complexity has to do with DISTORTION. Distortion occurs in a tube circuit any time the output
waveform is not a faithful reproduction of the input waveform.
Polarity inversion and voltage gain of the output waveform are not included in this definition of
distortion. Some circuits are designed to distort the output. The reason and methods for this deliberate
distortion will be covered in a later NEETS module. For the most part, however, we desire that circuits
eliminate or reduce distortion.
Because the grid is close to the cathode, small changes in grid voltage have large effects on the
conduction of triodes. If a large enough input signal is placed on the grid, a triode may be driven into
either plate-current cutoff or plate-current saturation. When this occurs, the tube is said to be
OVERDRIVEN. Overdriving is considered to be a form of DISTORTION.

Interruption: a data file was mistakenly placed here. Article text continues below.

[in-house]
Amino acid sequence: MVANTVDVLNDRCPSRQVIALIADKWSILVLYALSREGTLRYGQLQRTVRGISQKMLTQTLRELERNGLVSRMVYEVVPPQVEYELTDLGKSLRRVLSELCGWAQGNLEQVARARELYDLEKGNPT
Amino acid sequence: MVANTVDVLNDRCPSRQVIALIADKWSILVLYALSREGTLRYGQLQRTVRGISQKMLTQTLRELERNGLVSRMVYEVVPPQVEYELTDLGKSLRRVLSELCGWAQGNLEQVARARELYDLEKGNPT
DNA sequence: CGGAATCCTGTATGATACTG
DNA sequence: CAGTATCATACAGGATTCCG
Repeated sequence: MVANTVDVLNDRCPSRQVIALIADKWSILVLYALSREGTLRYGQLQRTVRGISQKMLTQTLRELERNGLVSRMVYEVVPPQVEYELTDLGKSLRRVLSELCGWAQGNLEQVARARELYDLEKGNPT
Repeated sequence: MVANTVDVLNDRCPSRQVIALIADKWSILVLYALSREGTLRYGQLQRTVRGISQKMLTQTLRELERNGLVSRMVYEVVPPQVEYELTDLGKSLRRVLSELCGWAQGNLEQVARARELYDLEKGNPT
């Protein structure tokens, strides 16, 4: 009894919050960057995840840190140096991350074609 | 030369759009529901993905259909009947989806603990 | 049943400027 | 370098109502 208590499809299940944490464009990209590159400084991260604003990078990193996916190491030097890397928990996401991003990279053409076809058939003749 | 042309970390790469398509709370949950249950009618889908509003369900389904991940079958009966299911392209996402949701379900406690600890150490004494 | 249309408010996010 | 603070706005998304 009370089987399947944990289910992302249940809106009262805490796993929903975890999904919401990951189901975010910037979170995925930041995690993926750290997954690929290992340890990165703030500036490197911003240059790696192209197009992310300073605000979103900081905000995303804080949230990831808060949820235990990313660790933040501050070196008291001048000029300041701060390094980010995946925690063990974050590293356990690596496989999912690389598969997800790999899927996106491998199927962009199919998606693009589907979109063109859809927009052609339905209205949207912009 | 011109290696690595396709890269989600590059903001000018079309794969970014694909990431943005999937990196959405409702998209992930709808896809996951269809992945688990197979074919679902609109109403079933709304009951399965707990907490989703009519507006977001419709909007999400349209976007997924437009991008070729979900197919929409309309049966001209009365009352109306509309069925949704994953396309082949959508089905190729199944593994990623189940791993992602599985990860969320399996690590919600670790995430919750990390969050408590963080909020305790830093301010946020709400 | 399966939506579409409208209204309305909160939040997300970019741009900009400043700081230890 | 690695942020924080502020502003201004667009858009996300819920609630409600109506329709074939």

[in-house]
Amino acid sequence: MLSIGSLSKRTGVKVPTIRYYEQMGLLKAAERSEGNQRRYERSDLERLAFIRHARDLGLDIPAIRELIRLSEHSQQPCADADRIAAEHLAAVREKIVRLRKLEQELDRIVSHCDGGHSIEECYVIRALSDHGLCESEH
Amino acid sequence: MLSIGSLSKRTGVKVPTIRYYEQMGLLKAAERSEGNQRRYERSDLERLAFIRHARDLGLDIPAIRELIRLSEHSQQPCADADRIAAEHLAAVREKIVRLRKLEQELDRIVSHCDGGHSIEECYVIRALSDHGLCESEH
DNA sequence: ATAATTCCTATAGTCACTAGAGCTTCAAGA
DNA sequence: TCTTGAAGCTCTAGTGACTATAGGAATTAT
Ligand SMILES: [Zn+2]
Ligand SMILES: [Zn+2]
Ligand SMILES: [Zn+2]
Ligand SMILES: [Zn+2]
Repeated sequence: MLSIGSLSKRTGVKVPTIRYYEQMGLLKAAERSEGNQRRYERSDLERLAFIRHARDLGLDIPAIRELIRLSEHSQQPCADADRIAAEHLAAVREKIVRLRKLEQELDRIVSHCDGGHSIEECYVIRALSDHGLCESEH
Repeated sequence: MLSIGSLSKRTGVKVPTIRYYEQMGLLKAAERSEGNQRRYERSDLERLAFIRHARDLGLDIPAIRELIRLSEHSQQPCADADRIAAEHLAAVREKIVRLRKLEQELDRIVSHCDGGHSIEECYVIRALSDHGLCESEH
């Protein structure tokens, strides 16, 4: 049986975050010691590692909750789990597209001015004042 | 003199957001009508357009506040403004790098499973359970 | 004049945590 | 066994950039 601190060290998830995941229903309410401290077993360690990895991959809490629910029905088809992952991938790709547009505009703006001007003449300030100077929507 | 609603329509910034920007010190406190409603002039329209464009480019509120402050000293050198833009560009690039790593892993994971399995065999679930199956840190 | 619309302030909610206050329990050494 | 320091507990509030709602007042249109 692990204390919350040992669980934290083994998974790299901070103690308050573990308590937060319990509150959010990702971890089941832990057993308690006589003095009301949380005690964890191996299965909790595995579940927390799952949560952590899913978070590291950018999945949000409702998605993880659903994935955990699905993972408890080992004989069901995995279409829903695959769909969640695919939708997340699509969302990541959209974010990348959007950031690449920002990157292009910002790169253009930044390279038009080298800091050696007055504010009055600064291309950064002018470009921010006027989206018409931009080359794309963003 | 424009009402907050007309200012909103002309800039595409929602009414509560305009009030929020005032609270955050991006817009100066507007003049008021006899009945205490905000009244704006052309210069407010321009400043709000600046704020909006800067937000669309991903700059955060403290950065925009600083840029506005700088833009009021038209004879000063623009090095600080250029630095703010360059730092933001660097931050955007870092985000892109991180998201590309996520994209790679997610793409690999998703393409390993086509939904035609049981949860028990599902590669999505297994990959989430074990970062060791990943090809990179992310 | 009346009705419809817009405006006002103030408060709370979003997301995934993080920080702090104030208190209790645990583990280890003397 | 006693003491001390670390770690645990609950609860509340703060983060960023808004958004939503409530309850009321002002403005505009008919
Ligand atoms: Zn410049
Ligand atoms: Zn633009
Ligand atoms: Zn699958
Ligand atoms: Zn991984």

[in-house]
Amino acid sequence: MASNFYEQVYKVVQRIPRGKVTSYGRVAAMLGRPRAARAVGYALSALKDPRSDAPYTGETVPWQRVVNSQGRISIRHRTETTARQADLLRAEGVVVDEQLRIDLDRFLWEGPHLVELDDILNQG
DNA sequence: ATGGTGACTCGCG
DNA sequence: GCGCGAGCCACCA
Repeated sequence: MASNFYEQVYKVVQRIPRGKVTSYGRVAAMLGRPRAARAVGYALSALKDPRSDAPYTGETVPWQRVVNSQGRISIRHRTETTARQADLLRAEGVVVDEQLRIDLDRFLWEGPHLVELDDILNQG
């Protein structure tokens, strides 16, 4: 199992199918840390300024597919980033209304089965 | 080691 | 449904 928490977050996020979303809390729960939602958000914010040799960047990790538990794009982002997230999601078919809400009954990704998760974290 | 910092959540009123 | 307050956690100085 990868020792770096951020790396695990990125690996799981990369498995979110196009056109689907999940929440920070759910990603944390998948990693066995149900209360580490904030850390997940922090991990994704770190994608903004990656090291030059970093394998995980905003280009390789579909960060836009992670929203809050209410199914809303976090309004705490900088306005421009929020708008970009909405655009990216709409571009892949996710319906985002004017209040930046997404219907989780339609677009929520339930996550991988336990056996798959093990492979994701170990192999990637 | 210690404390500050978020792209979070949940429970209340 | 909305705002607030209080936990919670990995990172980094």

Look at time zero (0) in the waveforms of figure 1-20. The input signal (Ein) is at zero volts. Grid
voltage equals the bias voltage (-6 volts), and one milliampere of current is flowing through the tube
(quiescent state). Plate voltage (Ep) is 200 volts.
Figure 1-20.Overdriven triode.
On the negative half of the input signal, the grid voltage is made more negative. This reduces plate
current which, in turn, reduces the voltage drop across RL. The voltage between cathode and the plate is
thereby increased. You can see these relationships by following time "a" through the three waveforms.